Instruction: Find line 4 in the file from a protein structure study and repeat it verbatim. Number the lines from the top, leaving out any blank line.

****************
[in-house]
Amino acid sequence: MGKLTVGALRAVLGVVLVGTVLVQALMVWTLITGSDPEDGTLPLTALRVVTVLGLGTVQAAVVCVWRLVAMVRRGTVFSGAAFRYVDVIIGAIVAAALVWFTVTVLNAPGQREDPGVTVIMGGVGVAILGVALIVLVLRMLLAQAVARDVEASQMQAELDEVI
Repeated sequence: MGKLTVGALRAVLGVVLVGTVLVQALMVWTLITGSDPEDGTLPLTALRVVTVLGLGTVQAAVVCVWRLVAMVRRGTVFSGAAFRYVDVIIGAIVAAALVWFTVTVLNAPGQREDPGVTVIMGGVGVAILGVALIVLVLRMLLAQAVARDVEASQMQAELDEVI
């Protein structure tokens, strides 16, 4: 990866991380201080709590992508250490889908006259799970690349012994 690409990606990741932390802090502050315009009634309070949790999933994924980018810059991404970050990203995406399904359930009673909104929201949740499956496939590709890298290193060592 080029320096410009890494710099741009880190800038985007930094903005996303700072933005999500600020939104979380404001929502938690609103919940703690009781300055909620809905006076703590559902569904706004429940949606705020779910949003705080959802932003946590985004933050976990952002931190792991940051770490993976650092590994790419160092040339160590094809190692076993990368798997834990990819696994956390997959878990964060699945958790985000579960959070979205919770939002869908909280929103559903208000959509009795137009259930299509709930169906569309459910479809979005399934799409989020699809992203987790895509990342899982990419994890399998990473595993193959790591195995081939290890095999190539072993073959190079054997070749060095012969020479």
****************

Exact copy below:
């Protein structure tokens, strides 16, 4: 990866991380201080709590992508250490889908006259799970690349012994 690409990606990741932390802090502050315009009634309070949790999933994924980018810059991404970050990203995406399904359930009673909104929201949740499956496939590709890298290193060592 080029320096410009890494710099741009880190800038985007930094903005996303700072933005999500600020939104979380404001929502938690609103919940703690009781300055909620809905006076703590559902569904706004429940949606705020779910949003705080959802932003946590985004933050976990952002931190792991940051770490993976650092590994790419160092040339160590094809190692076993990368798997834990990819696994956390997959878990964060699945958790985000579960959070979205919770939002869908909280929103559903208000959509009795137009259930299509709930169906569309459910479809979005399934799409989020699809992203987790895509990342899982990419994890399998990473595993193959790591195995081939290890095999190539072993073959190079054997070749060095012969020479």